At any one time there will be a couple of hundred outsiders staying in the town, mostly on flying visits or on short-term stays, trying to deal with the issues of a welfare village. The deeper problem is not so much under-investment as under-engagement.
Trips to remote indigenous communities will continue to be part of my annual routine should I become prime minister. A prime minister spending a week a year absorbed in the real life of Aboriginal people – and bringing along senior decision-makers – seems only fitting, given the historical legacy to be remedied.
So often, what’s most needed in remote places is not more liaising, facilitating and co-ordinating; not more consultation and higher expectations of self-management by members of small communities with few skills; not more and more do-something programmes but simply good schools and good clinics backed by stable and competent professional administration.
Since the end of the mission era, making things happen in remote communities has been bedevilled by analysis paralysis and the fact that no one has really been in charge. Over time, traditional authority largely gave way to mission authority, that’s subsequently given way to no authority, or at least to no over-arching one.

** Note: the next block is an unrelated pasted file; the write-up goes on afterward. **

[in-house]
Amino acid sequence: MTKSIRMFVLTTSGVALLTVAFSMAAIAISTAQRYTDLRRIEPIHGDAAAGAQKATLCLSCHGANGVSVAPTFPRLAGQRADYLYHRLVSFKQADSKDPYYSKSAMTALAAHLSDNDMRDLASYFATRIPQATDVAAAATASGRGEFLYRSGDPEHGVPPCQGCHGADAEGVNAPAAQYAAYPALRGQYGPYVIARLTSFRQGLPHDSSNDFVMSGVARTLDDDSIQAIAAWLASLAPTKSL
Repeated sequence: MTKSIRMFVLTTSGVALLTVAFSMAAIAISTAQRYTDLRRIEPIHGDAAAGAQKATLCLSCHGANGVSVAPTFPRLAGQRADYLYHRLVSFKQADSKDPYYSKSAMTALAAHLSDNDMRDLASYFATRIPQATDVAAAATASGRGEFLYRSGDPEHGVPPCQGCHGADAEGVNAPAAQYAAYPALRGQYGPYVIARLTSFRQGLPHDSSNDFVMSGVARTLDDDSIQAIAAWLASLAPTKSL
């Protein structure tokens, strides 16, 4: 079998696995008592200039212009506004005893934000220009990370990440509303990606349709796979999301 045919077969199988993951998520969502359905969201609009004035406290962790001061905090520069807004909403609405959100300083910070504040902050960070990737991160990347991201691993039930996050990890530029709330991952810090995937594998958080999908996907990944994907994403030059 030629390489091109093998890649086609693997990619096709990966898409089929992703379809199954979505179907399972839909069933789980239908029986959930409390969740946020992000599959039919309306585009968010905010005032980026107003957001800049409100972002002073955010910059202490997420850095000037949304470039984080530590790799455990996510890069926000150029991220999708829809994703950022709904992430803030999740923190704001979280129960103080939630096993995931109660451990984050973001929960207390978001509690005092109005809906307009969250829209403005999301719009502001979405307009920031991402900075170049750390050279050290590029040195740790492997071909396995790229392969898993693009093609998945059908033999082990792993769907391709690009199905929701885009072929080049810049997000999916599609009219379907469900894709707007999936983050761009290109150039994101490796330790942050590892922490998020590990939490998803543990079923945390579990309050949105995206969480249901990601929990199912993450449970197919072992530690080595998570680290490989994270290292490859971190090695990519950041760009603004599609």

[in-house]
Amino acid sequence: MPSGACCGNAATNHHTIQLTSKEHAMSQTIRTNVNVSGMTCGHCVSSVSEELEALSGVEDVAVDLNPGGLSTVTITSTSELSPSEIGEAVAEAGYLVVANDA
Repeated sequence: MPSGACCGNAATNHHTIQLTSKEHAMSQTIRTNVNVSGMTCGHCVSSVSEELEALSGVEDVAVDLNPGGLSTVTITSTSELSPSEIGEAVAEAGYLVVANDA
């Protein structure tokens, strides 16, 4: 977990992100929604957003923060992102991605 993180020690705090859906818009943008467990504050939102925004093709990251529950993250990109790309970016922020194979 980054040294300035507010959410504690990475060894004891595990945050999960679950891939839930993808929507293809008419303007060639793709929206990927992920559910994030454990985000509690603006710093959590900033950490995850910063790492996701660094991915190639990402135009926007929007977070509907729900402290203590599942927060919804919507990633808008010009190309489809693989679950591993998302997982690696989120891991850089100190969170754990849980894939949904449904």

Local mayors and general managers, school principals and clinic heads have limited capacity to make decisions in narrow areas of responsibility, often dependent upon the support of unstable alliances of local families, but there is typically no individual or body with the standing to make big-picture decisions about local institutions let alone for the overall good of the community.
Instead, there are the local arms of different state and federal departments, the local council and the local land council plus non-government agencies all operating independently of each other and often enough tripping over each other. As my friend, former colleague and one-time Minister for Aboriginal Affairs, Fred Chaney, has lamented, parts of remote Australia increasingly resemble a failed state.
I am reluctant to decree further upheaval in an area that’s been subject to one and a half generations of largely ineffectual “reform”. As my friend and Liberal Party colleague, the House of Representatives’ first indigenous Member, Ken Wyatt, has cautioned, there are no “one size fits all” solutions here.